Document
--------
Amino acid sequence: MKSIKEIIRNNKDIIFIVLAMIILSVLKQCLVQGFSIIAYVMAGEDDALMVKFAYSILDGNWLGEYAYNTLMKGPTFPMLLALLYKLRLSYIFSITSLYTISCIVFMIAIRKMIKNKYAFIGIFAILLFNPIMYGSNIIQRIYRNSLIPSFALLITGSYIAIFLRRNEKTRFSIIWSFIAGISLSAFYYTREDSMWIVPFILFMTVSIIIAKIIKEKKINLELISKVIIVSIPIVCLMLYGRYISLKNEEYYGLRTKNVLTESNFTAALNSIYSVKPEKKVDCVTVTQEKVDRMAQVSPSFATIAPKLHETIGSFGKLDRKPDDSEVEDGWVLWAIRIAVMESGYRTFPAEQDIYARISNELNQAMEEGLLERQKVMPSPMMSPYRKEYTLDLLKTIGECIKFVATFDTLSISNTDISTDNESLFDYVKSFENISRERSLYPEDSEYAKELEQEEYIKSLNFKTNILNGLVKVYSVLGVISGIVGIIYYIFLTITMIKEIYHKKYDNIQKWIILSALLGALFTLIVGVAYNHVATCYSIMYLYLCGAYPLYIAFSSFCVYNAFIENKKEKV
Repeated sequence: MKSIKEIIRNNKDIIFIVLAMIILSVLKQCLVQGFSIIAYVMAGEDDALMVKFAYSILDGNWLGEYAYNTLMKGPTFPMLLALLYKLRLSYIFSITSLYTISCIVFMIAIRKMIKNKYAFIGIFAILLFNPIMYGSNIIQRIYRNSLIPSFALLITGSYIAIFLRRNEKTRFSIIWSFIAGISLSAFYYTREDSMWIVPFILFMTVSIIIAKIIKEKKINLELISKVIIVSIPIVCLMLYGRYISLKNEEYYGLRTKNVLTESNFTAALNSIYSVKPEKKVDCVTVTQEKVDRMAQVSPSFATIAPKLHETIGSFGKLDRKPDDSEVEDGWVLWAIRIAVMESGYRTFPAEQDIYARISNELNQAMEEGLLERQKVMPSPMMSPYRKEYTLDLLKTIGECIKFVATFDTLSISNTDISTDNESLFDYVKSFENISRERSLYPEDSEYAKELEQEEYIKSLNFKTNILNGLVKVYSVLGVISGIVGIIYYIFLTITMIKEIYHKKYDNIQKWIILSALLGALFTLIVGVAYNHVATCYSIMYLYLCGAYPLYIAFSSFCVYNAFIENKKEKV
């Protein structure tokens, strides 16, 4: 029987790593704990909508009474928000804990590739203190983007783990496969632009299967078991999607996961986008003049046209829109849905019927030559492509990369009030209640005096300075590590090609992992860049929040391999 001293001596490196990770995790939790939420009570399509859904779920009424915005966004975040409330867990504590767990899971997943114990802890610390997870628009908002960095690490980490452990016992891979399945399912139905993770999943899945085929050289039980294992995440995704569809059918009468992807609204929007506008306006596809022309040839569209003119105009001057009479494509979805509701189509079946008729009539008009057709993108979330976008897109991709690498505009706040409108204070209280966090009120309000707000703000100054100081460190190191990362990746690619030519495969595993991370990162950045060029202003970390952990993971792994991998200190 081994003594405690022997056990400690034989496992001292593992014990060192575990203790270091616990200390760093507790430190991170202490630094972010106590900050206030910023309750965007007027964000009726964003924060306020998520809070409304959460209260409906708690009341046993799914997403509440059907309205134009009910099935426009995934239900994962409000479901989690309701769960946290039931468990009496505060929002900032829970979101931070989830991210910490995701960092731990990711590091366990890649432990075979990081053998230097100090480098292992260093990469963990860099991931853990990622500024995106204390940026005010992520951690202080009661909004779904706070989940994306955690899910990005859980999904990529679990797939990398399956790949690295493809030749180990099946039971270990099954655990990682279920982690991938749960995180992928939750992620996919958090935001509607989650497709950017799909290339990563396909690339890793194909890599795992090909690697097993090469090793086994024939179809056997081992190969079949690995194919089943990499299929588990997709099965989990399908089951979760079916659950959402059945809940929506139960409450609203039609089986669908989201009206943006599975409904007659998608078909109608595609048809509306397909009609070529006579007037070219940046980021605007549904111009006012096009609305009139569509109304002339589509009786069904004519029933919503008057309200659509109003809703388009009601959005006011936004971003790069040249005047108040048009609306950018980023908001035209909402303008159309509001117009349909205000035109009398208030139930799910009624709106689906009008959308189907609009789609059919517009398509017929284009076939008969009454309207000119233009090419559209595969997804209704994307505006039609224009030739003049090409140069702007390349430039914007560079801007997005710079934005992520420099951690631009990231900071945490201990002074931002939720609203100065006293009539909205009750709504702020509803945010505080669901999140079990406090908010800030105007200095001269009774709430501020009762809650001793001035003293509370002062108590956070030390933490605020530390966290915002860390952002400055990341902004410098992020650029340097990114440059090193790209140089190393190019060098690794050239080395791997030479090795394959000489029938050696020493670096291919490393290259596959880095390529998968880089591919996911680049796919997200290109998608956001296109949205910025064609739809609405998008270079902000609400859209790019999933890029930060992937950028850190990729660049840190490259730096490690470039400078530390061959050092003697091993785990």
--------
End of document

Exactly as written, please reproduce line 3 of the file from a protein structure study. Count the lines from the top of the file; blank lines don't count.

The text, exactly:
């Protein structure tokens, strides 16, 4: 029987790593704990909508009474928000804990590739203190983007783990496969632009299967078991999607996961986008003049046209829109849905019927030559492509990369009030209640005096300075590590090609992992860049929040391999 001293001596490196990770995790939790939420009570399509859904779920009424915005966004975040409330867990504590767990899971997943114990802890610390997870628009908002960095690490980490452990016992891979399945399912139905993770999943899945085929050289039980294992995440995704569809059918009468992807609204929007506008306006596809022309040839569209003119105009001057009479494509979805509701189509079946008729009539008009057709993108979330976008897109991709690498505009706040409108204070209280966090009120309000707000703000100054100081460190190191990362990746690619030519495969595993991370990162950045060029202003970390952990993971792994991998200190 081994003594405690022997056990400690034989496992001292593992014990060192575990203790270091616990200390760093507790430190991170202490630094972010106590900050206030910023309750965007007027964000009726964003924060306020998520809070409304959460209260409906708690009341046993799914997403509440059907309205134009009910099935426009995934239900994962409000479901989690309701769960946290039931468990009496505060929002900032829970979101931070989830991210910490995701960092731990990711590091366990890649432990075979990081053998230097100090480098292992260093990469963990860099991931853990990622500024995106204390940026005010992520951690202080009661909004779904706070989940994306955690899910990005859980999904990529679990797939990398399956790949690295493809030749180990099946039971270990099954655990990682279920982690991938749960995180992928939750992620996919958090935001509607989650497709950017799909290339990563396909690339890793194909890599795992090909690697097993090469090793086994024939179809056997081992190969079949690995194919089943990499299929588990997709099965989990399908089951979760079916659950959402059945809940929506139960409450609203039609089986669908989201009206943006599975409904007659998608078909109608595609048809509306397909009609070529006579007037070219940046980021605007549904111009006012096009609305009139569509109304002339589509009786069904004519029933919503008057309200659509109003809703388009009601959005006011936004971003790069040249005047108040048009609306950018980023908001035209909402303008159309509001117009349909205000035109009398208030139930799910009624709106689906009008959308189907609009789609059919517009398509017929284009076939008969009454309207000119233009090419559209595969997804209704994307505006039609224009030739003049090409140069702007390349430039914007560079801007997005710079934005992520420099951690631009990231900071945490201990002074931002939720609203100065006293009539909205009750709504702020509803945010505080669901999140079990406090908010800030105007200095001269009774709430501020009762809650001793001035003293509370002062108590956070030390933490605020530390966290915002860390952002400055990341902004410098992020650029340097990114440059090193790209140089190393190019060098690794050239080395791997030479090795394959000489029938050696020493670096291919490393290259596959880095390529998968880089591919996911680049796919997200290109998608956001296109949205910025064609739809609405998008270079902000609400859209790019999933890029930060992937950028850190990729660049840190490259730096490690470039400078530390061959050092003697091993785990």